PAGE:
Joseph E. Davies

Joseph E. Davies books and biography


Joseph E. Davies

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Joseph Edward Davies (November 29, 1876-May 9, 1958) was the second Ambassador to represent the United States in the Soviet Union.

Born in Watertown, Wisconsin, to Edward and Rahel (Paynter) Davies, Joe Davies rose to prominence with the administration of President Woodrow Wilson, when he was appointed to Chair the Federal Trade Commission from 1915 to 1916. Wilson also appointed Davies to serve as an economic advisor to the United States during the Paris Peace Conference following World War I. By profession, Davies was an attorney.

Davies married Emlen Knight in 1902. Davies also was married to General Foods heiress Marjorie Merriweather Post in 1935; the couple divorced in 1955.


Ambassador to the Soviet Union

While married to Post, Davies was appointed Ambassador to the Soviet Union by Franklin D. Roosevelt. The appointment was viewed as a challenging post, with the United States having only recognized the Soviet Government as the sovereign authority in what had been Russia in 1933. Davies appointment was made in part based on his skills and politically loyalty to Roosevelt. However Roosevelt also factored in Davies wife’s financial success and social graces as a strength in the appointment. Davies served in the USSR from 1936-1938.

Davies attended some of the Stalinist purge trials of the late 1930s, and was convinced of the guilt of the accused. His views were at odds with those of some of the diplomatic corps who served under him. Charles Bohlen later wrote:[1]

"Ambassador Davies was not noted for an acute understanding of the Soviet system, and he had an unfortunate tendency to take what was presented at the trial as the honest and gospel truth. I still blush when I think of some of the telegrams he sent to the State Department about the trial." (p.51)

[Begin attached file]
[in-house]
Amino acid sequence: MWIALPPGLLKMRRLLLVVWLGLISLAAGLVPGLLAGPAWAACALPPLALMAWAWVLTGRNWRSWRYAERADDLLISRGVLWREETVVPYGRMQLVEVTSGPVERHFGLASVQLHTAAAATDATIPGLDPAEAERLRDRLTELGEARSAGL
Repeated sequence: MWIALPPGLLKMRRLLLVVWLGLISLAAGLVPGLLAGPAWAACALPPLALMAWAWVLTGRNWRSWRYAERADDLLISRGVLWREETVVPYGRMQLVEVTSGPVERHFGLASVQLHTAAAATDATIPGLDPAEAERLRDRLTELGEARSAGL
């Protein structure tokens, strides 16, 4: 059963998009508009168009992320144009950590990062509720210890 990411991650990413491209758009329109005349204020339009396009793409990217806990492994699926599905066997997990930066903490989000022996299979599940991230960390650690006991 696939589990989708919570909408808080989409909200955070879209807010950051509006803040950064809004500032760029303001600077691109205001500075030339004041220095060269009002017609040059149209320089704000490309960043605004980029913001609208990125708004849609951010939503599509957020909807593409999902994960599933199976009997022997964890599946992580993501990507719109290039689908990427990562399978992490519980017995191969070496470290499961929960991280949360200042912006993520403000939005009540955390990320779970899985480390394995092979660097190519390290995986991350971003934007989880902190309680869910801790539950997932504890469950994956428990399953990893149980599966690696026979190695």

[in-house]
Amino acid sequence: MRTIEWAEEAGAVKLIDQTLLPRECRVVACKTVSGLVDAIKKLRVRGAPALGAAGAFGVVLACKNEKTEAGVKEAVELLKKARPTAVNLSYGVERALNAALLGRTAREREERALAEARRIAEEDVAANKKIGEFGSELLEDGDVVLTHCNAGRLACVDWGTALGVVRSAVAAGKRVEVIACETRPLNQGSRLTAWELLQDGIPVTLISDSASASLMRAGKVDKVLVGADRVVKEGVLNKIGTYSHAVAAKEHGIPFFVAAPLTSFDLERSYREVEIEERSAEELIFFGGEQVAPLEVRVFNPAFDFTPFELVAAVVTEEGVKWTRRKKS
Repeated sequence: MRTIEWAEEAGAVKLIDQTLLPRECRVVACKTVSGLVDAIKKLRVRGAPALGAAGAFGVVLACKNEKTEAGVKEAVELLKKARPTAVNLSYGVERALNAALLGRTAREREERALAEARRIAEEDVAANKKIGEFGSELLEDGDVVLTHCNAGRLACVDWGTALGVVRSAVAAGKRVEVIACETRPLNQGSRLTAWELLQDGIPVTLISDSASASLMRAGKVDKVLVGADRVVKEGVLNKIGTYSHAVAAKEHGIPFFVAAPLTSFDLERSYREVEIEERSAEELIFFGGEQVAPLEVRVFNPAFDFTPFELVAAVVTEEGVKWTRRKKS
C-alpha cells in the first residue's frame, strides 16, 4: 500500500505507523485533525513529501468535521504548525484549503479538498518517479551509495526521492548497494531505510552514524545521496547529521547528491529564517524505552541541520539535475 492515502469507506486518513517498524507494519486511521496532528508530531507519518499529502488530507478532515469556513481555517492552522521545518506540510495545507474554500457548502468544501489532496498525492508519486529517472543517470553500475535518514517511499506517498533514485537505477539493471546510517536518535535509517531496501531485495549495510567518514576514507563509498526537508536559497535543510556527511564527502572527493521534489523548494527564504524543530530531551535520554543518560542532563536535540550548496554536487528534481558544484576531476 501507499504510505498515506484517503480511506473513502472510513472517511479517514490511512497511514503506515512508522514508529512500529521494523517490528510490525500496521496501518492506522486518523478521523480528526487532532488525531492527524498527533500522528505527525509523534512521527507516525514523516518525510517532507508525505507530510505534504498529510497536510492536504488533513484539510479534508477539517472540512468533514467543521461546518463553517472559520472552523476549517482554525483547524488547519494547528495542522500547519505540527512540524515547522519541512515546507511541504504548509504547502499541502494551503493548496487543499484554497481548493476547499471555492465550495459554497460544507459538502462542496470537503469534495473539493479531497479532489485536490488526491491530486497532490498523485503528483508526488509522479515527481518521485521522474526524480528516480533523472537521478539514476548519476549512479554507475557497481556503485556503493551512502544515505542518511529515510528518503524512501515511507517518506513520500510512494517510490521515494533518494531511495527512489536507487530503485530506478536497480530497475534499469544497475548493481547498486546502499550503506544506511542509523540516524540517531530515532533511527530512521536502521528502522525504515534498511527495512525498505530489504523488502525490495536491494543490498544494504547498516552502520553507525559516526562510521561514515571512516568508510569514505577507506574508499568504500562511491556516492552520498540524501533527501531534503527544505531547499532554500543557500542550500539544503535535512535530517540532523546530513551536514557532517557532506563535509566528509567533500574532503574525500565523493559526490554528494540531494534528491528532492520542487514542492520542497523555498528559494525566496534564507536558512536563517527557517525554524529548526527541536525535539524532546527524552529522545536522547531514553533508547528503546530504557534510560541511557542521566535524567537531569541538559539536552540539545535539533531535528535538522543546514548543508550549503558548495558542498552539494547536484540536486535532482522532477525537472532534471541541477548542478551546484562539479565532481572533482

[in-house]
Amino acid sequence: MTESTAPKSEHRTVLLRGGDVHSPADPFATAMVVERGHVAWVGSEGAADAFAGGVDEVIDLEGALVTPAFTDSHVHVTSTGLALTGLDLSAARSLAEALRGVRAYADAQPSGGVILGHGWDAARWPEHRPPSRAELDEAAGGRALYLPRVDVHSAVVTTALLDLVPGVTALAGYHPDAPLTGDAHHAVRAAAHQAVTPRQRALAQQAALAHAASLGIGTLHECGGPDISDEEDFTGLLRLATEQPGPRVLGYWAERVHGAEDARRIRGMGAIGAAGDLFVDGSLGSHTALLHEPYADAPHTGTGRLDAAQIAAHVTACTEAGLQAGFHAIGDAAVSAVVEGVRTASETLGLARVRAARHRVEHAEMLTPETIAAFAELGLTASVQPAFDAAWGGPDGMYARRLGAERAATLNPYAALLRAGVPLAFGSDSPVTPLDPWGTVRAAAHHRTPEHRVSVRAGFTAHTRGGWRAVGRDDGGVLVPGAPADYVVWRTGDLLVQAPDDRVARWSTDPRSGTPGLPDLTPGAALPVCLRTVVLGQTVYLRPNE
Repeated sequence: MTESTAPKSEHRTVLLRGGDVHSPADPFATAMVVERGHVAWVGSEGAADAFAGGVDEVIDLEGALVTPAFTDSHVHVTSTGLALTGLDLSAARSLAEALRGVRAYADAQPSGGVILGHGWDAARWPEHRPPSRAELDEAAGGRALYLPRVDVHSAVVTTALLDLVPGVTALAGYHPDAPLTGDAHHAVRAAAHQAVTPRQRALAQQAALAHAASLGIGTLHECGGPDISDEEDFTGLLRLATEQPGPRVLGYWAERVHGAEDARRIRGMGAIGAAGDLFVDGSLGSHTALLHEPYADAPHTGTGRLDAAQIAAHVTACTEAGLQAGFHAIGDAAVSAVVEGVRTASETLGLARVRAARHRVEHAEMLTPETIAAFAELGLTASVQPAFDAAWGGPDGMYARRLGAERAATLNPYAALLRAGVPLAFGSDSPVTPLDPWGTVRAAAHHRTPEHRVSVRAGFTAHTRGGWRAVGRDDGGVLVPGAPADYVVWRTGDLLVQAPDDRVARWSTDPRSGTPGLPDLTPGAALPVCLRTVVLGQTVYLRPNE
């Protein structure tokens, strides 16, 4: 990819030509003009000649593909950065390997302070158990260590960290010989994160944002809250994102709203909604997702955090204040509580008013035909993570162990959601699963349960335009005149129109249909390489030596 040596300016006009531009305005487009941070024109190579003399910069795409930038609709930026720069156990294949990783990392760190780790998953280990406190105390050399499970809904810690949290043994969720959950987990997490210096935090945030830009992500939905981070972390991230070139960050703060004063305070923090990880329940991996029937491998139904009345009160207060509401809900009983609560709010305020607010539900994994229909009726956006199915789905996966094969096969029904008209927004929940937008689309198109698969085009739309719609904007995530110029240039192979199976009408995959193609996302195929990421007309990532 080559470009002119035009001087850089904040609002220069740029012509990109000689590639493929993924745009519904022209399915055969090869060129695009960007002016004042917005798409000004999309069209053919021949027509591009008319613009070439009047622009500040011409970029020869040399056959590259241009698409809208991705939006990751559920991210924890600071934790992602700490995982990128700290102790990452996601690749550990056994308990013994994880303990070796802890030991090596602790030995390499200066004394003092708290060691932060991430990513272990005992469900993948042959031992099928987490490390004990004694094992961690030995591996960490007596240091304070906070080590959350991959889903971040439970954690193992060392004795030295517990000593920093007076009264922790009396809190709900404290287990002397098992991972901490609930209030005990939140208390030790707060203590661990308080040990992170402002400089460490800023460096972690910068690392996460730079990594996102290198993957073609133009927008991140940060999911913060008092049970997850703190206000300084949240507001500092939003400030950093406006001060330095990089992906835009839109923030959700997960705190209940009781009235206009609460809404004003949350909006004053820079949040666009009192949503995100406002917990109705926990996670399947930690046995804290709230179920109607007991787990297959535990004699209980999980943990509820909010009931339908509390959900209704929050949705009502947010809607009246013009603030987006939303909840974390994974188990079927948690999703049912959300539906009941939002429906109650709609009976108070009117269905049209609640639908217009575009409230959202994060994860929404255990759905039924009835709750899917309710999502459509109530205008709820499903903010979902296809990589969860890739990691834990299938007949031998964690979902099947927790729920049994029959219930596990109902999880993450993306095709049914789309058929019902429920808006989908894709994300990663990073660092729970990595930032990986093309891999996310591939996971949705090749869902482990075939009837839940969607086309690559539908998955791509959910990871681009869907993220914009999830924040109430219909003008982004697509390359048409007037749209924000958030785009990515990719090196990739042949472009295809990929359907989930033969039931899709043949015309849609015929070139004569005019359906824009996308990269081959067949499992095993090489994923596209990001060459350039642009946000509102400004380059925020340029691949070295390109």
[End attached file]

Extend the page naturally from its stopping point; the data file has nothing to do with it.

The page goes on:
"I can only guess at the motivation for his reporting. He ardently desired to make a success of a pro-Soviet line and was probably reflecting the views of some of Roosevelt's advisors to enhance his political standing at home."(p.52)

Davies reflections of his duties in the Soviet Union spawned his bestselling book, Mission to Moscow. The book was made into a 1943 movie starring Walter Huston as Davies and Ann Harding as his wife Marjorie Post Davies. The movie, made during World War II, showed the Soviet Union under Joseph Stalin in a positive light in part because of the allied relationship between the two nations in the fight against the Axis powers. However during the era of the House Un-American Activities Committee (HUAC) hearings, the film was used against those involved in its production as an example of pro-Communist propaganda.

After Moscow

After Moscow, Davies was assigned to the post of Ambassador in Belgium (1938-1939) and Minister to Luxembourg concurrently before being called back to the United States following the declaration of war in 1939. Davies served as a special assistant to Secretary of State Cordell Hull.

Following World War II, the Davies took up residence at Tregaron, where they entertained extensively.

He was divorced by his wife Marjorie in 1955. Ambassador Davies was entombed at Washington National Cathedral, Washington, D.C..


  1. ^ Charles E. Bohlen (1973) Witness to History, New York: Norton.
  • Davies, Joseph Edward. Mission to Moscow; (a record of confidential dispatches to the State department, official and personal correspondence, current diary and journal entries, including notes and comments up to October, 1941). Simon and Schuster, 1941.
  • Maclean, Elizabeth Kimball. Joseph E. Davies: Envoy To The Soviets. Praeger Publishers, February 1993. ISBN 0-275-93580-9

This article might use material from a Wikipedia article, which is released under the Creative Commons Attribution-Share-Alike License 3.0.

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Mission To Moscow

By Joseph E. Davies
European History

Mission To Moscow
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